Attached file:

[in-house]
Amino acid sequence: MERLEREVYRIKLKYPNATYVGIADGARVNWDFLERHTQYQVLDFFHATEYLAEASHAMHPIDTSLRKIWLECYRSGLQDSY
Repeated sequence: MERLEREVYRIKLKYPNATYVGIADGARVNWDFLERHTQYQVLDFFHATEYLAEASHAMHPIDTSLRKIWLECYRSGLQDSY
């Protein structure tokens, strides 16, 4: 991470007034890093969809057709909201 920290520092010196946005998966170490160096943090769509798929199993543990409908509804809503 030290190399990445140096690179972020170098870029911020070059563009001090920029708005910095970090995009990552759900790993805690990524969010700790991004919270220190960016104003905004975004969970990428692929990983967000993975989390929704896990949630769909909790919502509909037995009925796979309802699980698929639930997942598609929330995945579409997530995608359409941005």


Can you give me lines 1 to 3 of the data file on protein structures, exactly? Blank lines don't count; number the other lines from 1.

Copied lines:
[in-house]
Amino acid sequence: MERLEREVYRIKLKYPNATYVGIADGARVNWDFLERHTQYQVLDFFHATEYLAEASHAMHPIDTSLRKIWLECYRSGLQDSY
Repeated sequence: MERLEREVYRIKLKYPNATYVGIADGARVNWDFLERHTQYQVLDFFHATEYLAEASHAMHPIDTSLRKIWLECYRSGLQDSY